Author Interviews, Dental Research, Pediatrics, Sugar / 29.03.2018

MedicalResearch.com Interview with: “Caries” by COM SALUD Agencia de comunicación is licensed under CC BY 2.0Teresa A. Marshall, PhD Professor in the Department of Preventive and Community Dentistry University of Iowa College of Dentistry Iowa City MedicalResearch.com: What is the background for this study? Response: Dental caries is a process during which oral bacteria ferment carbohydrates to produce acid. The acid demineralizes enamel and/or dentin at the tooth surface leading to white spots and eventually cavitation in the tooth. Added sugars – those not naturally present in foods or beverages, but rather added during processing – are the primary type of carbohydrate associated with caries. Sugar-sweetened beverages (SSBs; beverages with added sugars) are the food/beverage category most associated with dental caries. Historically, fluoride has protected against caries through remineralization of the enamel. However, there has been some question as to whether fluoride’s ability to protect against caries is overwhelmed by the quantity of added sugars currently consumed. Oral hygiene behaviors – brushing and flossing – are thought protect against caries by disrupting the oral bacteria on the tooth. Most studies have investigated dietary factors and caries during early childhood, with less attention paid to caries during adolescence. Our objective was to identify associations between longitudinal beverage intakes and adolescent caries experience, while also considering fluoride intake and tooth brushing behaviors. We followed a group of children from birth through age 17 years; during this time period, we looked at their beverage intakes, fluoride intakes and brushing behaviors every 3-6 months. We calculated their average milk, 100% juice, SSB, water/water-based beverage and fluoride intakes from 6 months through 17 years, and daily tooth brushing from 1 through 17 years. (more…)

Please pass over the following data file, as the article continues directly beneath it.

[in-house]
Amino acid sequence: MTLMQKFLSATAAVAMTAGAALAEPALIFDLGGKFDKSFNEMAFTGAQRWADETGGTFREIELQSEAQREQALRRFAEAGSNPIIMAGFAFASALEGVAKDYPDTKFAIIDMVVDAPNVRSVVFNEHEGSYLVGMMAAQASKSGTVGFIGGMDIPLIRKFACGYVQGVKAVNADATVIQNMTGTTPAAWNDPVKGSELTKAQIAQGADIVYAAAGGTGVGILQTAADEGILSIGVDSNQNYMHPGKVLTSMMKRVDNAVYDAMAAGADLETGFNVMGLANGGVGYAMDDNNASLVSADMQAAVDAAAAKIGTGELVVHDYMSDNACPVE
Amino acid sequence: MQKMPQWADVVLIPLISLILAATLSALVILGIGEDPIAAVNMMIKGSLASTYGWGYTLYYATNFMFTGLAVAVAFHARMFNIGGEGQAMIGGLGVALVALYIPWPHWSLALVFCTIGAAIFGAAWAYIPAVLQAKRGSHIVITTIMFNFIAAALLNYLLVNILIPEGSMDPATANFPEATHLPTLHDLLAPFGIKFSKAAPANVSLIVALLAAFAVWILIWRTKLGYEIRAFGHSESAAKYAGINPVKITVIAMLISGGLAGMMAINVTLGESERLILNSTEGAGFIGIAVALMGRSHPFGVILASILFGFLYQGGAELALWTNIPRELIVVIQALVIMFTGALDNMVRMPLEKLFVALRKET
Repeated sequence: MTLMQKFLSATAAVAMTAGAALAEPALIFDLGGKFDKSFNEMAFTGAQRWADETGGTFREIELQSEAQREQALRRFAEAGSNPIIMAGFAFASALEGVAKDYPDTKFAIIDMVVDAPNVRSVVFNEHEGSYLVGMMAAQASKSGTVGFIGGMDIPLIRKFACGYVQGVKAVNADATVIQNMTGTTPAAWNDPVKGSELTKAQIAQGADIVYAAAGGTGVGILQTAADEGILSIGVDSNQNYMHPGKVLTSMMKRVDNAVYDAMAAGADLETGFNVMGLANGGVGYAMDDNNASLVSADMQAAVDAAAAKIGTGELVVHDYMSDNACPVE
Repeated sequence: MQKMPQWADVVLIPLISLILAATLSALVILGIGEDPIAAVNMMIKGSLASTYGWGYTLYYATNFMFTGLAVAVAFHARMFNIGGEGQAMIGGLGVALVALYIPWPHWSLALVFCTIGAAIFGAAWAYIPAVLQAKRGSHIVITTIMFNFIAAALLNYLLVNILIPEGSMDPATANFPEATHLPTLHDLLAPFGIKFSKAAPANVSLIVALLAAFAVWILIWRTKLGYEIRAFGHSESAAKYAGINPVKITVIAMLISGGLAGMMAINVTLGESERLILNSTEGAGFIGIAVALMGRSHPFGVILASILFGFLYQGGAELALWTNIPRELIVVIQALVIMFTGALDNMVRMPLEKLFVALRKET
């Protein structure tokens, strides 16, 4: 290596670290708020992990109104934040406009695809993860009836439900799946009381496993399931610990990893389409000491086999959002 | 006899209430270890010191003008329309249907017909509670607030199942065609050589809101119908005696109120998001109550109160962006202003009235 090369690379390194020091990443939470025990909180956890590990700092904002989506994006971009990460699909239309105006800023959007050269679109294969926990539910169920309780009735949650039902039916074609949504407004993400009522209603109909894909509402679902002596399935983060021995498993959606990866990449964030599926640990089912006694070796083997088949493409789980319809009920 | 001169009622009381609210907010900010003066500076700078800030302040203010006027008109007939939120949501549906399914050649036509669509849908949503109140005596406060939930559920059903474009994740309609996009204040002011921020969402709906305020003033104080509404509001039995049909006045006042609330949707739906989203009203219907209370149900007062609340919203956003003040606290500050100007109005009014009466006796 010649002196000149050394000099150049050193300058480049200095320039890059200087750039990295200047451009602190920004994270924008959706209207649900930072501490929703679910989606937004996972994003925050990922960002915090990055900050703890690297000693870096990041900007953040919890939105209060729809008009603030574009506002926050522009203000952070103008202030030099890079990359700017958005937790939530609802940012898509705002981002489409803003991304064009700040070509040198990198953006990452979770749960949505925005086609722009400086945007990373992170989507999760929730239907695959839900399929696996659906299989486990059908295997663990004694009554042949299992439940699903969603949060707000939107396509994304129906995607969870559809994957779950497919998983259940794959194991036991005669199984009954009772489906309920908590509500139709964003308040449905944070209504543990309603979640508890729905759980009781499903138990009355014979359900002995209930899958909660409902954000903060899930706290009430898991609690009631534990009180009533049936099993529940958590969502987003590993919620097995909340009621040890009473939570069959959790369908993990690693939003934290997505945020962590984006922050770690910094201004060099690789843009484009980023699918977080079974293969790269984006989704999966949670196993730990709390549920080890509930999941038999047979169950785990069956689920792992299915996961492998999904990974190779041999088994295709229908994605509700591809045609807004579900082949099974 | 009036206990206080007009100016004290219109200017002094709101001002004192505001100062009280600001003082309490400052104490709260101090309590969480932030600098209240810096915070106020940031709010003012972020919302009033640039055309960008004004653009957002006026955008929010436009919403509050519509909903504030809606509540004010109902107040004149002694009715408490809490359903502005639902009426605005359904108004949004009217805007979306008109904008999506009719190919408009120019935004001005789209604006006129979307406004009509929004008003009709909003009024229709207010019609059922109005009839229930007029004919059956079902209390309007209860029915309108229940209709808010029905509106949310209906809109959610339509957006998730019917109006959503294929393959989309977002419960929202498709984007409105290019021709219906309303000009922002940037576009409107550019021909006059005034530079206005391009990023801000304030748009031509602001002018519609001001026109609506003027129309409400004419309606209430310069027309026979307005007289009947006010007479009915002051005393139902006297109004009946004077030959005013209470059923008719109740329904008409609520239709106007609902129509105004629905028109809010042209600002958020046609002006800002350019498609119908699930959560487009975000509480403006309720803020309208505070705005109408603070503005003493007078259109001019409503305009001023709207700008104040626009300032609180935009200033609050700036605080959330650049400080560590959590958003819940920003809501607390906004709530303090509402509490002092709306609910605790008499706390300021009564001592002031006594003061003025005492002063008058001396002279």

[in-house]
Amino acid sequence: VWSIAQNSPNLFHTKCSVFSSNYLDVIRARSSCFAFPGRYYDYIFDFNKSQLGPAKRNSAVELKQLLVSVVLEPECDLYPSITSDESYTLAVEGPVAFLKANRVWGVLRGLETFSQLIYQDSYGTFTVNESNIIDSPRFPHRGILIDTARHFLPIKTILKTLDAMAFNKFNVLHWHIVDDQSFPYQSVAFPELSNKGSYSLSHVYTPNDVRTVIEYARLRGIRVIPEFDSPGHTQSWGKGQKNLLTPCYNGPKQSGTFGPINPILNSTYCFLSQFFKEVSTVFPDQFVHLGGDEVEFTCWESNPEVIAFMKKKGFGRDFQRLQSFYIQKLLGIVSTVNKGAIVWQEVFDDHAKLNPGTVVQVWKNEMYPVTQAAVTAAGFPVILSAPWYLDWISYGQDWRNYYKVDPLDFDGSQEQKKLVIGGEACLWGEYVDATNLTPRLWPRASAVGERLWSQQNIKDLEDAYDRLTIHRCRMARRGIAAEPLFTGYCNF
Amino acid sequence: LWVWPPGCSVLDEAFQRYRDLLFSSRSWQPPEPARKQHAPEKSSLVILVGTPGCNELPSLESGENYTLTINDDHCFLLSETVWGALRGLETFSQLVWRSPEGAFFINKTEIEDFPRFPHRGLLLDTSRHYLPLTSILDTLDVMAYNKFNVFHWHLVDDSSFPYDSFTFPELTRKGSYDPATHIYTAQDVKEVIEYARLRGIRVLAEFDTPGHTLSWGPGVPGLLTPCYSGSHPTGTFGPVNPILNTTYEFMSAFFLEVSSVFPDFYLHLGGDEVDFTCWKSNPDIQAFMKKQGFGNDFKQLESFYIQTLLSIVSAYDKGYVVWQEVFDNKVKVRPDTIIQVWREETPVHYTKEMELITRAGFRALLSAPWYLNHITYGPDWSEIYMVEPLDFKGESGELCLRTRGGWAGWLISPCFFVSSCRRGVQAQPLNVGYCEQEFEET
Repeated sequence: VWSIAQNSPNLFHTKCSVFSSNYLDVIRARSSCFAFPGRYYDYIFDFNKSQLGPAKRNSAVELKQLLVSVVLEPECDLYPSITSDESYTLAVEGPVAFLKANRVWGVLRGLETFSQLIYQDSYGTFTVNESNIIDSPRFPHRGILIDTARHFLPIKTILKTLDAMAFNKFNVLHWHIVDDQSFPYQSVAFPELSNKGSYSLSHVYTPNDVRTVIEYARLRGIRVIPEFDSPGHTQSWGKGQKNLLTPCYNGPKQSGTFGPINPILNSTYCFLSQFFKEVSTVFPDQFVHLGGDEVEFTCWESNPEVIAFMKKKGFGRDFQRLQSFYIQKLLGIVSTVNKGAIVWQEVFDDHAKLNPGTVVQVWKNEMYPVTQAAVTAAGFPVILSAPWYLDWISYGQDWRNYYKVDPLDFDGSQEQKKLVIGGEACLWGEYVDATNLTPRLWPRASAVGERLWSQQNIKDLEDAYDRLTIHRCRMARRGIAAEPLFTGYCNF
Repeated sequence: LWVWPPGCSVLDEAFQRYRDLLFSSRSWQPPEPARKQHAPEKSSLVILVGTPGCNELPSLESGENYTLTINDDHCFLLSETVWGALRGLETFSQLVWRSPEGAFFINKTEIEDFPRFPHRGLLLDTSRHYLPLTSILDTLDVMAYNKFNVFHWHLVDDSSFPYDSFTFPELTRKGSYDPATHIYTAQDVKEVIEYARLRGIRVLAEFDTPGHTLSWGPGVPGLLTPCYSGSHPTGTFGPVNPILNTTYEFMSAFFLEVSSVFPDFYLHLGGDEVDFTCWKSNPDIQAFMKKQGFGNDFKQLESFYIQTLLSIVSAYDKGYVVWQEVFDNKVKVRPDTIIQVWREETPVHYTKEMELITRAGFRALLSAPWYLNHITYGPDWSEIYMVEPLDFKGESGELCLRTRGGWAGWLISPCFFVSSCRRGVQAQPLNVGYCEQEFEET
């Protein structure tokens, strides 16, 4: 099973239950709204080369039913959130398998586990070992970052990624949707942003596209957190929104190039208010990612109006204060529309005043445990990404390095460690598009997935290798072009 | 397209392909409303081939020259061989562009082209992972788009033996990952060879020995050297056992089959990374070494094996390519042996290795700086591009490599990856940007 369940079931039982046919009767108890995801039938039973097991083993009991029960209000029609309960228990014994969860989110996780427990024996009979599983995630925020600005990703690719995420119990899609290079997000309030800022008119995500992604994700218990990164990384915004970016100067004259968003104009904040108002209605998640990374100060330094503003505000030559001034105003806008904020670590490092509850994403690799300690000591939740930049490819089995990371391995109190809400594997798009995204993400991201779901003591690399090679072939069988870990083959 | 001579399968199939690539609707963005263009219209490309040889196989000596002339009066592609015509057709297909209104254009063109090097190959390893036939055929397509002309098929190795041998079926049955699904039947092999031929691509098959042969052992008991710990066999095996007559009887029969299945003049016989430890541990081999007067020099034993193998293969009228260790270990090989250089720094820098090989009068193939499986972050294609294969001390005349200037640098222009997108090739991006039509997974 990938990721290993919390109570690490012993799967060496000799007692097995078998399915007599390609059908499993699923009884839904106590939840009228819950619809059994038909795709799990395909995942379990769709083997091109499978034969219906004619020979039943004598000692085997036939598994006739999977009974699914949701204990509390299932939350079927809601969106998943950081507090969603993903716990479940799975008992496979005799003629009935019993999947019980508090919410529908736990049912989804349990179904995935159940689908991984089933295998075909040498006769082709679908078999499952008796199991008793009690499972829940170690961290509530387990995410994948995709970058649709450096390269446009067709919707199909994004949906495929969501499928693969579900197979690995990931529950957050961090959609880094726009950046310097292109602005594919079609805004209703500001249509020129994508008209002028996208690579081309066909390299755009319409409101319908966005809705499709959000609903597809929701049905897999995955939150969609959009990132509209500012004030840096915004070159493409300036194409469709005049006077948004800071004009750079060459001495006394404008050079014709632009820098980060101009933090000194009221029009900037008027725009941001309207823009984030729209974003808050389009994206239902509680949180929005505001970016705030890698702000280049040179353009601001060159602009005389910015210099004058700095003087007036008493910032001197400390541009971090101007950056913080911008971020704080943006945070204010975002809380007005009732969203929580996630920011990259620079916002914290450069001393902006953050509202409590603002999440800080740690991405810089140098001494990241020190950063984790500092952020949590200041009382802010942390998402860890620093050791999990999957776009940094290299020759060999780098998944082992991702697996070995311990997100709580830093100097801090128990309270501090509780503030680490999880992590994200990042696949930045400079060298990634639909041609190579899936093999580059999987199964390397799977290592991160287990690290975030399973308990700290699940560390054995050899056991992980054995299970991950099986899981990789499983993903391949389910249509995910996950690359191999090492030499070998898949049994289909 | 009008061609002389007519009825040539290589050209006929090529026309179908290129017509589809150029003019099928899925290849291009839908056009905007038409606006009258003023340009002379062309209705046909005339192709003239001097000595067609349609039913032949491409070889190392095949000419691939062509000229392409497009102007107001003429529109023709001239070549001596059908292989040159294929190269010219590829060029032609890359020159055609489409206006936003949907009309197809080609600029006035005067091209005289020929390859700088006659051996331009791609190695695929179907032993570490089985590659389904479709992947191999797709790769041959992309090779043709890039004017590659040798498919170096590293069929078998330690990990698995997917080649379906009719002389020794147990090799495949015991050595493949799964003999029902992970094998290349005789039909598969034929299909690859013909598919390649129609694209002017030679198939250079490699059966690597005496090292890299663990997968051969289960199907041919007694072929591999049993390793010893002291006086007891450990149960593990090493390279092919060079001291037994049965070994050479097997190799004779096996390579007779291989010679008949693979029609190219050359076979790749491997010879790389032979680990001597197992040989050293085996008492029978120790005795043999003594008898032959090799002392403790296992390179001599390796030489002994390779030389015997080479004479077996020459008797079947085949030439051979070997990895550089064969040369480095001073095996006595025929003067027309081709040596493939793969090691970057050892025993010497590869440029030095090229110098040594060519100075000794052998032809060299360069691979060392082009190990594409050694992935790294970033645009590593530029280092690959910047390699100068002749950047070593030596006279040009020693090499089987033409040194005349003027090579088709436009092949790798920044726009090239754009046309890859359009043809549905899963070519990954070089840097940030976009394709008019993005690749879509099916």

Author Interviews, BMJ, Nutrition, Weight Research / 20.07.2015

Fumiaki Imamura Ph.D. MRC Epidemiology Unit University of CambridgeMedicalResearch.com Interview with: Dr. Fumiaki Imamura Ph.D. MRC Epidemiology Unit University of Cambridge Medical Research: What is the background for this study? What are the main findings? Dr. Imamura: Soft drink consumption is associated with risk of diabetes, but whether or not the association persists after controlling for obesity status is not known. Diet drinks and fruit juice may be good alternatives to soft drinks. However, while obese individuals may consume diet drinks or fruit juice instead of sugar-sweetened soft drinks, evidence was weak to determine whether or not consuming these beverages is associated with risk of diabetes. (more…)
Author Interviews, Nutrition, Weight Research / 24.07.2014

Alison E. Field, ScD Professor of Pediatrics Boston Children's Hospital Division of Adolescent Medicine Boston, MA  02115MedicalResearch.com Interview with: Alison E. Field, ScD Professor of Pediatrics Boston Children's Hospital Division of Adolescent Medicine Boston, MA  02115 Medical Research: What are the main findings of the study? Answer: We found that intake of regular soda is decreasing, whereas, sports drink consumption is increasing. More importantly, we found that intake of sports drinks predicted greater weight gain among adolescent boys and girls. (more…)